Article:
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ATPM 3.11
November 1997


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Review: Statistical Powerhouses

by David Zatz,

Two Mac versions of mainframe statistical giants promise "Real Stats, Real Easy" (SPSS) and "Make Data Analysis Easier" (MINITAB). However, one is almost unusable and neither quite lives up to its promise. Both applications can be run from menus or command language. Command language is faster and more convenient once you learn it.


MINITAB's windows open in sensible places, you can save window preferences, and run commands from the output window. By contrast, SPSS cannot do these simple tasks and it mounts the output window in front with every command.

Both applications have eight-character limits on variable names, but only SPSS allows variable and value labels (a serious MINITAB omission). Both applications create frustration more easily than they generate graphs and MINITAB does not allow many changes to graphs after they are drawn.

MINITAB's manuals are fairly poor, their indexes lack useful topics (such as frequencies), and the on-line help is not as good as that of SPSS (which includes syntax charts).

MINITAB lacks a "select if" command and has a clumsy workaround to this shortcoming. Ordering tables by descending frequency is impossible. However, it is easy to create sets of useful charts and graphs with descriptive statistics and MINITAB's command language allows loop structures. Also, scripts are created by recording steps as you work.



SPSS has an add-on (available for an extra charge) which creates tables — but only in the Courier-like SPSS font, which can be troublesome. Both packages use mono-spaced fonts for output and have options for exporting tab-delimited text via the Clipboard, which usually works well. Modern output would be far better.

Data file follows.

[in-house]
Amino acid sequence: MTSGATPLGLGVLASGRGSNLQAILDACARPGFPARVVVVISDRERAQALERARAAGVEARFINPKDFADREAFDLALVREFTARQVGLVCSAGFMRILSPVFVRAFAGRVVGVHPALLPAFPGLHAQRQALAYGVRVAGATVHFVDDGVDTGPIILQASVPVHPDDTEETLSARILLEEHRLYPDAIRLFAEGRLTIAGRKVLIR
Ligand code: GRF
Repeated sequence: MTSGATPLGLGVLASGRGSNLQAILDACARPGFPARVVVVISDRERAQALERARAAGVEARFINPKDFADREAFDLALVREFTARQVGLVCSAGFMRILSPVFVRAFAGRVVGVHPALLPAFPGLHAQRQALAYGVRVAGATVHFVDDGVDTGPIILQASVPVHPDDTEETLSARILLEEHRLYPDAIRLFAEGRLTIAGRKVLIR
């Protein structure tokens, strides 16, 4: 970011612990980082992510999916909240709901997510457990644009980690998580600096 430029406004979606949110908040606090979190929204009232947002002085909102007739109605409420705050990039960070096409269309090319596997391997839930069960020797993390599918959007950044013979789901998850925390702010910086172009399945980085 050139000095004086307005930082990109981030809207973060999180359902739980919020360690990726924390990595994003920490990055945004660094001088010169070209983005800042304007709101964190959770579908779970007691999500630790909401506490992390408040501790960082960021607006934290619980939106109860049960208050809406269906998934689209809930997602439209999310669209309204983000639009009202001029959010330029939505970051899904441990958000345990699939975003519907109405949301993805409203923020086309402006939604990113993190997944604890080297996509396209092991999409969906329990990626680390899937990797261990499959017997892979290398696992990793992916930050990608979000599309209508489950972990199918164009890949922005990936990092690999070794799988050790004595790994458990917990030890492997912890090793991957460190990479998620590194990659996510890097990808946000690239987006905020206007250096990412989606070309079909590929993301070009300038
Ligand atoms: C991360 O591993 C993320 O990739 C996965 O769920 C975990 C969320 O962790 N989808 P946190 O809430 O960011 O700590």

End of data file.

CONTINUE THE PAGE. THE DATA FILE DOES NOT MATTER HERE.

SPSS creates single-column output of lengthy (but narrow) items such as frequencies, uses full sheets of paper to print out memory needs for each analysis, and is far too generous with page breaks. By contrast, MINITAB uses several columns when needed and is more parsimonious with paper and printing time. Different fonts are used for titles, which makes the output easier to sort through.



MINITAB runs on any 68040 Mac with a math coprocessor (or any PowerPC) and needs 8 MB of RAM. SPSS is not really usable on anything less than a PowerPC 604 (or 160 MHz 603e) processor and 12 MB of RAM. Furthermore, SPSS frequently crashed our two test machines. The Mac and PC file formats for both applications are identical.

MINITAB lists $895, while SPSS' base module is $695. Extra SPSS modules range from $395 to $495. Both are available to the academic community for a discount.

SPSS has a wide range of statistical routines, but many are available only in the extra (additional cost) option packages. MINITAB's range is a little less comprehensive, but still wider than most people need.


Statistica may be a better choice, despite the stronger sales of SPSS and MINITAB. It is easier to use, and more Mac-friendly, without sacrificing scripts.

DataDesk emphasizes visualization and both SuperANOVA and FloStat are extremely easy to use.

FloStat, which is designed for surveys, imports and exports SPSS portable files, has labels, an easy selection tool, and tab-delimited output. Its low price means you can use FloStat with a more extensive package.

Some graphing programs and spreadsheets do minor statistics, and there are several shareware programs which may be all some people need.

SPSS 4 ran more quickly on a Mac Plus, and was very stable. The current version (6.1) adds menus, menu-based case selection, and a data view which, though nice, are not worth switching to a poorly ported, crash-heavy Windows code.


MINITAB is cheaper, leaner, and runs well on a Mac. Both are overkill for many people. Measure your needs before you buy, and consider any trial offers or demo versions before you commit. Make sure your final choice has the features you want and can deliver them in a form you can use.

Blue Apple Copyright © 1997 David Zatz. Dr. Zatz is the Director of Market Research  at Pace University. Reviewing in ATPM is open to anyone. If you're interested write to us at <>.

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